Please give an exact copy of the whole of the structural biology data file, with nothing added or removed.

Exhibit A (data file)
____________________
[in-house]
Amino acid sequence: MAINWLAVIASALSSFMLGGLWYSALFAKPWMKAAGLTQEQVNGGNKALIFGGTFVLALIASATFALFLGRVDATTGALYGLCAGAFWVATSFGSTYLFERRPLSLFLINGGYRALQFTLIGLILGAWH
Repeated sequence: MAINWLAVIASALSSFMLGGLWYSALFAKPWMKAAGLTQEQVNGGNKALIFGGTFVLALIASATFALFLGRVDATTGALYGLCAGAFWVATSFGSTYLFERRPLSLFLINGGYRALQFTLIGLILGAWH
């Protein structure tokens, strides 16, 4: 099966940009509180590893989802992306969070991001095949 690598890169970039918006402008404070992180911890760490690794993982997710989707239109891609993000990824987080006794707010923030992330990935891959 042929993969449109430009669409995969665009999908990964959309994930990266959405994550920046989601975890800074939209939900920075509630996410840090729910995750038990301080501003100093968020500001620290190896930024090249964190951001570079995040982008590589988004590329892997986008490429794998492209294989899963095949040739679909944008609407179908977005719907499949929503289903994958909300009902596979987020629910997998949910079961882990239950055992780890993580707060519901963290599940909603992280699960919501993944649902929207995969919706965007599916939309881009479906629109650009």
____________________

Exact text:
[in-house]
Amino acid sequence: MAINWLAVIASALSSFMLGGLWYSALFAKPWMKAAGLTQEQVNGGNKALIFGGTFVLALIASATFALFLGRVDATTGALYGLCAGAFWVATSFGSTYLFERRPLSLFLINGGYRALQFTLIGLILGAWH
Repeated sequence: MAINWLAVIASALSSFMLGGLWYSALFAKPWMKAAGLTQEQVNGGNKALIFGGTFVLALIASATFALFLGRVDATTGALYGLCAGAFWVATSFGSTYLFERRPLSLFLINGGYRALQFTLIGLILGAWH
């Protein structure tokens, strides 16, 4: 099966940009509180590893989802992306969070991001095949 690598890169970039918006402008404070992180911890760490690794993982997710989707239109891609993000990824987080006794707010923030992330990935891959 042929993969449109430009669409995969665009999908990964959309994930990266959405994550920046989601975890800074939209939900920075509630996410840090729910995750038990301080501003100093968020500001620290190896930024090249964190951001570079995040982008590589988004590329892997986008490429794998492209294989899963095949040739679909944008609407179908977005719907499949929503289903994958909300009902596979987020629910997998949910079961882990239950055992780890993580707060519901963290599940909603992280699960919501993944649902929207995969919706965007599916939309881009479906629109650009």